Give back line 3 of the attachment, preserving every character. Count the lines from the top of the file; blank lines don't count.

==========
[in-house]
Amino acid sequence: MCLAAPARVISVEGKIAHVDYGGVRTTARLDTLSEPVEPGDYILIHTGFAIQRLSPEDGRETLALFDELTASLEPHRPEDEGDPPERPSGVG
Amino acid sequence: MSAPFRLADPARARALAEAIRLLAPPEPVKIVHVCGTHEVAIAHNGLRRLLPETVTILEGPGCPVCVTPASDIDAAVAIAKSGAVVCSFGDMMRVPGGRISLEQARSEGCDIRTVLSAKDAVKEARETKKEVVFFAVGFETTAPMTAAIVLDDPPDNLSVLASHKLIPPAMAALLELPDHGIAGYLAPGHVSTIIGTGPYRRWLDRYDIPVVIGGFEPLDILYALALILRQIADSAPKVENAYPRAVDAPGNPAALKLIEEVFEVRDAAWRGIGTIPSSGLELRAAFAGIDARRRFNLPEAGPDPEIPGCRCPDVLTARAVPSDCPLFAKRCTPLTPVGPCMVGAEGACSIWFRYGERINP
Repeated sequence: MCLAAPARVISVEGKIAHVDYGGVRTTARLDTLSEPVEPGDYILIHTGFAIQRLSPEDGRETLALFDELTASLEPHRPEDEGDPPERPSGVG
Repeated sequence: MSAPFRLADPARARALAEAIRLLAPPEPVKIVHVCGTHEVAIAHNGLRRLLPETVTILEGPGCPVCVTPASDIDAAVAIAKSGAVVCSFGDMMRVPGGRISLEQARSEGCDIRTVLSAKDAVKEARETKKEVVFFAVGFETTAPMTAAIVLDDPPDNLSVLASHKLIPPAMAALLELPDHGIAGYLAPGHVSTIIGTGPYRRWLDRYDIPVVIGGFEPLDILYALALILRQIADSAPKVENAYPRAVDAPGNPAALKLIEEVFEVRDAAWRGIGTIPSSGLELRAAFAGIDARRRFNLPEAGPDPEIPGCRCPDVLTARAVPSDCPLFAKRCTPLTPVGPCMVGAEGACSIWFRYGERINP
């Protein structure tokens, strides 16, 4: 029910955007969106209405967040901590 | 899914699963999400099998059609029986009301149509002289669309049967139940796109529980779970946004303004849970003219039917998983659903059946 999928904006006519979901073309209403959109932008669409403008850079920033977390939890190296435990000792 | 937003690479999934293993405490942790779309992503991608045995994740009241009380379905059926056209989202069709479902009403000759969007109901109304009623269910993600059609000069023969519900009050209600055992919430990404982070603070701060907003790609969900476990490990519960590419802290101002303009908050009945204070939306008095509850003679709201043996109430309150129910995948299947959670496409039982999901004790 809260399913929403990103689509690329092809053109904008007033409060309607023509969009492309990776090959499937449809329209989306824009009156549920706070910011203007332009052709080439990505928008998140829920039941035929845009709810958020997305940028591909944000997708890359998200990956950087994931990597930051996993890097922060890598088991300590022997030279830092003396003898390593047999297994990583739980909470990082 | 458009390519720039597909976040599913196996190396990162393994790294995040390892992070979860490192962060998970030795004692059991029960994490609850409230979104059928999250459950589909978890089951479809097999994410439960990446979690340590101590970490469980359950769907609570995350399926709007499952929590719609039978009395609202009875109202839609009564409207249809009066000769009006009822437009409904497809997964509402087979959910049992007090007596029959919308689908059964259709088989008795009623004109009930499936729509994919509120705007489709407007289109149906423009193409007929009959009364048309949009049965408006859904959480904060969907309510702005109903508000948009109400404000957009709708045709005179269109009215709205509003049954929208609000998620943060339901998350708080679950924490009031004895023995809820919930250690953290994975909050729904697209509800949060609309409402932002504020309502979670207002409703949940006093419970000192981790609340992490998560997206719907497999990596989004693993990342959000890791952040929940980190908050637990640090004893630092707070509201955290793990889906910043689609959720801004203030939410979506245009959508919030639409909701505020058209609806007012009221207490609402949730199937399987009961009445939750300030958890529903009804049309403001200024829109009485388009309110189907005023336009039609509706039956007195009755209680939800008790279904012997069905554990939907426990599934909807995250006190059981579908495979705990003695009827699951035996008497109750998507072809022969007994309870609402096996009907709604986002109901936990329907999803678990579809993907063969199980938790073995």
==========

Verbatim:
Amino acid sequence: MSAPFRLADPARARALAEAIRLLAPPEPVKIVHVCGTHEVAIAHNGLRRLLPETVTILEGPGCPVCVTPASDIDAAVAIAKSGAVVCSFGDMMRVPGGRISLEQARSEGCDIRTVLSAKDAVKEARETKKEVVFFAVGFETTAPMTAAIVLDDPPDNLSVLASHKLIPPAMAALLELPDHGIAGYLAPGHVSTIIGTGPYRRWLDRYDIPVVIGGFEPLDILYALALILRQIADSAPKVENAYPRAVDAPGNPAALKLIEEVFEVRDAAWRGIGTIPSSGLELRAAFAGIDARRRFNLPEAGPDPEIPGCRCPDVLTARAVPSDCPLFAKRCTPLTPVGPCMVGAEGACSIWFRYGERINP